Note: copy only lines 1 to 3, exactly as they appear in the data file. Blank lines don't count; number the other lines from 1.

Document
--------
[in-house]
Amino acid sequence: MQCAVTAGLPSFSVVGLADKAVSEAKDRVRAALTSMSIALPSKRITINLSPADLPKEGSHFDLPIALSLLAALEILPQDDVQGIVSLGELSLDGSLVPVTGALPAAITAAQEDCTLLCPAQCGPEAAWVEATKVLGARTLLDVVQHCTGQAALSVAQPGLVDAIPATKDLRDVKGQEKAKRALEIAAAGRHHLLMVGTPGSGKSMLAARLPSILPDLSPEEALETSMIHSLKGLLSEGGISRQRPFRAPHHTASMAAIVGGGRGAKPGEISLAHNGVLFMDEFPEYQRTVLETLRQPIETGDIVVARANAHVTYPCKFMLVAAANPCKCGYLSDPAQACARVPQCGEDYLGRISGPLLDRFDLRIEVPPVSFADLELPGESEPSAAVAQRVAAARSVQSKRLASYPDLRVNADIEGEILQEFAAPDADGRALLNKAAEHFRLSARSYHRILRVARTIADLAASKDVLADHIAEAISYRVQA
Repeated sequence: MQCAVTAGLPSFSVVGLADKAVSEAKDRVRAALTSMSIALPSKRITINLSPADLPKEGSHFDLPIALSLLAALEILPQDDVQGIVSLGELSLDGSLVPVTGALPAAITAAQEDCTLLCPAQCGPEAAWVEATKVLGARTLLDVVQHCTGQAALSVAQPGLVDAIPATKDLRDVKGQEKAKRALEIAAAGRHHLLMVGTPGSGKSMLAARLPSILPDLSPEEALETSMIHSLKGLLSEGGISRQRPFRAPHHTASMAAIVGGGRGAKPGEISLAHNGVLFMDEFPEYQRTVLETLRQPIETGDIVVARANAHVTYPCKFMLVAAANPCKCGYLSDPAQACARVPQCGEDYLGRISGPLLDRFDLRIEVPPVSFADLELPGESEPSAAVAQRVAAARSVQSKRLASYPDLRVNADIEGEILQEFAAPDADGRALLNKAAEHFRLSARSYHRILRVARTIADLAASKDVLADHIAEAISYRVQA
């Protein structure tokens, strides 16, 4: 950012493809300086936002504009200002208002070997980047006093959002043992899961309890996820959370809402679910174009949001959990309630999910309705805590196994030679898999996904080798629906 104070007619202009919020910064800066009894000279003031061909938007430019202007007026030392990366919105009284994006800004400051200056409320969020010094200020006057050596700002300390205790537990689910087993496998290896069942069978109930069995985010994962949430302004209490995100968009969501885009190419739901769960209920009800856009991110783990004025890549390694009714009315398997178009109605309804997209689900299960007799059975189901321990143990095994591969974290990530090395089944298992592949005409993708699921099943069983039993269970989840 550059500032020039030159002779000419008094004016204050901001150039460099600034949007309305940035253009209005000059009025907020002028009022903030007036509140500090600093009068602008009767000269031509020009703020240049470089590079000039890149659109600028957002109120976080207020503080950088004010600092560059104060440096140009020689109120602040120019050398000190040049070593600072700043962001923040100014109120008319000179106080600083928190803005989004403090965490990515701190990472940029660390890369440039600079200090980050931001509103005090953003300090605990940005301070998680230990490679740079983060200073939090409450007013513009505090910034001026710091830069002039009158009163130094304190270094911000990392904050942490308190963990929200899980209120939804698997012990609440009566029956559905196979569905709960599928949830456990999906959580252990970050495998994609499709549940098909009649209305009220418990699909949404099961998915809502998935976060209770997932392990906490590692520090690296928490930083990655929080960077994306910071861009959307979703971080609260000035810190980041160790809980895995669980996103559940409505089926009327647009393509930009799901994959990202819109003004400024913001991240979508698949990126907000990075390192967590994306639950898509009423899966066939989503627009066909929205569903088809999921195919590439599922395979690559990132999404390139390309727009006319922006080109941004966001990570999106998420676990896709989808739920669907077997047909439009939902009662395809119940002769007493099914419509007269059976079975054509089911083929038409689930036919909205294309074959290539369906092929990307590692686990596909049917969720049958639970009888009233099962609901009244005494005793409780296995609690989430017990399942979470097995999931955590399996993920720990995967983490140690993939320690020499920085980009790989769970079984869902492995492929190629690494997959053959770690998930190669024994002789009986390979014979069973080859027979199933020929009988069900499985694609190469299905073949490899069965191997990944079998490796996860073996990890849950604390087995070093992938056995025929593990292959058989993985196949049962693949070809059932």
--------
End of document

[in-house]
Amino acid sequence: MQCAVTAGLPSFSVVGLADKAVSEAKDRVRAALTSMSIALPSKRITINLSPADLPKEGSHFDLPIALSLLAALEILPQDDVQGIVSLGELSLDGSLVPVTGALPAAITAAQEDCTLLCPAQCGPEAAWVEATKVLGARTLLDVVQHCTGQAALSVAQPGLVDAIPATKDLRDVKGQEKAKRALEIAAAGRHHLLMVGTPGSGKSMLAARLPSILPDLSPEEALETSMIHSLKGLLSEGGISRQRPFRAPHHTASMAAIVGGGRGAKPGEISLAHNGVLFMDEFPEYQRTVLETLRQPIETGDIVVARANAHVTYPCKFMLVAAANPCKCGYLSDPAQACARVPQCGEDYLGRISGPLLDRFDLRIEVPPVSFADLELPGESEPSAAVAQRVAAARSVQSKRLASYPDLRVNADIEGEILQEFAAPDADGRALLNKAAEHFRLSARSYHRILRVARTIADLAASKDVLADHIAEAISYRVQA
Repeated sequence: MQCAVTAGLPSFSVVGLADKAVSEAKDRVRAALTSMSIALPSKRITINLSPADLPKEGSHFDLPIALSLLAALEILPQDDVQGIVSLGELSLDGSLVPVTGALPAAITAAQEDCTLLCPAQCGPEAAWVEATKVLGARTLLDVVQHCTGQAALSVAQPGLVDAIPATKDLRDVKGQEKAKRALEIAAAGRHHLLMVGTPGSGKSMLAARLPSILPDLSPEEALETSMIHSLKGLLSEGGISRQRPFRAPHHTASMAAIVGGGRGAKPGEISLAHNGVLFMDEFPEYQRTVLETLRQPIETGDIVVARANAHVTYPCKFMLVAAANPCKCGYLSDPAQACARVPQCGEDYLGRISGPLLDRFDLRIEVPPVSFADLELPGESEPSAAVAQRVAAARSVQSKRLASYPDLRVNADIEGEILQEFAAPDADGRALLNKAAEHFRLSARSYHRILRVARTIADLAASKDVLADHIAEAISYRVQA